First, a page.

- change ups
His new post in Lansing is teaching him new lessons
Other than having to get up early three days a week to drive to Lansing, Ed Kettle said he enjoys his new post as chief of staff for state Rep. Roy Schmidt, a Grand Rapids Democrat who replaced a term-limited Michael Sak in the 77th District in the last election.
Now, instead of having to take irate calls from constituents who want their alley plowed, garbage picked up or neighbor’s dog muzzled, like Schmidt did during his 16 years as a city commissioner, Kettle has bigger problems to take on.
“Roy didn’t give me much choice,” he said with a big laugh when asked why he took the position.
“Generally speaking, the entire time he was a commissioner I was helping him in some way. I guess I’m a key adviser to him. He said, ‘When I go, you have to go with me, because we’re walking into a whole new deal and neither one of us knows what we’re doing.’”
After working in the state capital since January, Kettle said the first lesson he has picked up is to keep his mouth shut and his head low. Right now, he said, everything is fine because the state House is packed with freshmen and everyone is kind of feeling their way around.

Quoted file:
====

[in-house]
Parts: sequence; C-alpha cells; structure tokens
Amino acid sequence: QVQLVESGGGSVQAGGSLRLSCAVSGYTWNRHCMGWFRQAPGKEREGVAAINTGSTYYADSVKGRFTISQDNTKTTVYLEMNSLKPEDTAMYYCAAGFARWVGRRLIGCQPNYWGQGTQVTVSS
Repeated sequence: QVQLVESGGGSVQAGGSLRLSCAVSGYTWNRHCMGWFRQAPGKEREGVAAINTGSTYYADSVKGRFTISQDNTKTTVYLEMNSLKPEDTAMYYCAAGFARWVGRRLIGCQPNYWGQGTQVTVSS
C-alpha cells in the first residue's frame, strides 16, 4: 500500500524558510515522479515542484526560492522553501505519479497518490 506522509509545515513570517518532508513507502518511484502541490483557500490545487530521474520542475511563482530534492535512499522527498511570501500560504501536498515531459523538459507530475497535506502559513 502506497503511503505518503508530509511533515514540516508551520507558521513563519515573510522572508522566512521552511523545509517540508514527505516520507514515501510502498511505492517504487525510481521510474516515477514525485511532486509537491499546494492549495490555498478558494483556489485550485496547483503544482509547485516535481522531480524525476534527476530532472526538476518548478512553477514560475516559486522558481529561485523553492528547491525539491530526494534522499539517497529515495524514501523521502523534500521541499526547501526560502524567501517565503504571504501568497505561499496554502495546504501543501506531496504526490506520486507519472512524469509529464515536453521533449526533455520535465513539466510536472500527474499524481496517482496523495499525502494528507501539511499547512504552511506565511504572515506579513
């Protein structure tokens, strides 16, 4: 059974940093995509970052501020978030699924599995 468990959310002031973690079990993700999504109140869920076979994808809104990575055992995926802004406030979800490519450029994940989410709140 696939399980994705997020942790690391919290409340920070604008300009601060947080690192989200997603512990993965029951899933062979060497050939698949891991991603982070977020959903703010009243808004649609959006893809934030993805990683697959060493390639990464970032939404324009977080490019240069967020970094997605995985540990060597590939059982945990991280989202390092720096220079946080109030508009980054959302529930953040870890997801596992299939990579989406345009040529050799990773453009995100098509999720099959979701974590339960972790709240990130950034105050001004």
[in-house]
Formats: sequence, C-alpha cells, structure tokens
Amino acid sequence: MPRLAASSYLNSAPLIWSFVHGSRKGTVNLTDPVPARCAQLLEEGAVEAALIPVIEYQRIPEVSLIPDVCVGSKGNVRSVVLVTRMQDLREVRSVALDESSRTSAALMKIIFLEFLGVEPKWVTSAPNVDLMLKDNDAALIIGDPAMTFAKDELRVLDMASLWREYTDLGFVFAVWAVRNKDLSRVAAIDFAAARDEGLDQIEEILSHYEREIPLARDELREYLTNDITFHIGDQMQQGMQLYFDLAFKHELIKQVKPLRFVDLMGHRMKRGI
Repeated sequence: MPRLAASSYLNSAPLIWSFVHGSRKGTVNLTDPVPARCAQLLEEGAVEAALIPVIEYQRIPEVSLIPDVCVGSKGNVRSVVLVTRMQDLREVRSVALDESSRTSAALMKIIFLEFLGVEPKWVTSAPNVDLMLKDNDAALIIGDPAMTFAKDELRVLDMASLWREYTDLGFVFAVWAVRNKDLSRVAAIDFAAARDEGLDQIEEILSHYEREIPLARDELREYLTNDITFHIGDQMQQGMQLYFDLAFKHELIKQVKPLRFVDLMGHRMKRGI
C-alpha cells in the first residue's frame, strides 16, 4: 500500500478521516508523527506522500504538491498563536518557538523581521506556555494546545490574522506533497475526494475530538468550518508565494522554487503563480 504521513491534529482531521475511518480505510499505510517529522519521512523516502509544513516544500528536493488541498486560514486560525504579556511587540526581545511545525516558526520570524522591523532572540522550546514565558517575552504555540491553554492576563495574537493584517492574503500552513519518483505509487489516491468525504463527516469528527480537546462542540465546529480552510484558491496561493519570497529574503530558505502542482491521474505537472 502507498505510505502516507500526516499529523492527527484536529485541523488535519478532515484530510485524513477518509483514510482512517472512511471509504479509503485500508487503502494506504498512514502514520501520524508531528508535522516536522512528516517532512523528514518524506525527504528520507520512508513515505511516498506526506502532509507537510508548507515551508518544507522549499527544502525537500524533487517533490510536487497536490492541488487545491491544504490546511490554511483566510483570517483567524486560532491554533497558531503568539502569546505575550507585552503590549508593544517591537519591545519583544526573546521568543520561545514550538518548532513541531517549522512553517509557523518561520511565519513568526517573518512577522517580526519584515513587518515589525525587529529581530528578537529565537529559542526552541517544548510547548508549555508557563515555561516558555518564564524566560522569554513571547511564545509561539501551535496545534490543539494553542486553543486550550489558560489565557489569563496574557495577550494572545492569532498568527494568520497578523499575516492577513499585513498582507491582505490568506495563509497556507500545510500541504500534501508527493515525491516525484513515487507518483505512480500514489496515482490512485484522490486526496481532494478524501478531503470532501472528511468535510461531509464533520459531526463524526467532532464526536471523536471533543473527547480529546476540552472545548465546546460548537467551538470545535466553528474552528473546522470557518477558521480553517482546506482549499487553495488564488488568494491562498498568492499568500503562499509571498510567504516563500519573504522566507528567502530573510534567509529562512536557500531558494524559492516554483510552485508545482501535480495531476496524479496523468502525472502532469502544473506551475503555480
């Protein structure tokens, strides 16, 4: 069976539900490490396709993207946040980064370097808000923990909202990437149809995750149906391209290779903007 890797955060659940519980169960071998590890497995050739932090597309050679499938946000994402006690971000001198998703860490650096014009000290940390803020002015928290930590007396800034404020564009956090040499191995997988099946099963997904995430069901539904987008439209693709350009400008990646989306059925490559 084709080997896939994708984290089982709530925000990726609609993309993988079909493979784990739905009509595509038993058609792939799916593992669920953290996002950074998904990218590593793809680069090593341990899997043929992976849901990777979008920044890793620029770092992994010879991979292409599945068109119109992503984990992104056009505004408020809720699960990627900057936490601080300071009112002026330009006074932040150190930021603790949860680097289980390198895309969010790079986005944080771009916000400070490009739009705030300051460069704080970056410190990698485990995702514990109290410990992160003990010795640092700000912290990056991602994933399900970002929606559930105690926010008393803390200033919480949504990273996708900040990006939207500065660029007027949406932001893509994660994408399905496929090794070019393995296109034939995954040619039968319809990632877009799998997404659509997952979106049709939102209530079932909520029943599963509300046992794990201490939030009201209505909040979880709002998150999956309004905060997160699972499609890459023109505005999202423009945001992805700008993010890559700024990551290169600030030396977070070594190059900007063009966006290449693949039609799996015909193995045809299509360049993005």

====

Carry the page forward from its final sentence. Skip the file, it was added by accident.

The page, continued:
Kettle said Schmidt has two outstanding qualities that will help him become a good state representative. He makes friends quickly and is adept at forging compromises to get something done, and he does both quietly.
“He’s not a guy that grandstands. He’s not the kind of guy that purposely puts himself into a mix-up just for the sake of getting on TV. He’s a backroom type of guy who loves to use those relationships in a most positive way. He’s so good at it. It’s fun to watch.”
Before going to Lansing, Kettle said his biggest break came in 1982 when Steelcase Inc. hired him to help coordinate the grand opening of the company’s new headquarters. Back then, he was putting together a lot of big events, including the first few Celebrations on the Grand. He spent four more years working with Steelcase after the building opened.
“I managed all the Frank Lloyd Wright products that went out to all the dealerships, showrooms and colleges. I’d take reporters around. The public relations portion of my job was to hold the hands of a lot of reporters that would come in to do stories about Steelcase. That was fun, and I got to meet a lot of interesting people,” he said.
Before the Steelcase work, Kettle played guitar in a rock band and then managed a few touring groups, most notably Natchez Trace, which took him across the country where he rubbed elbows with stars such as Willie Nelson.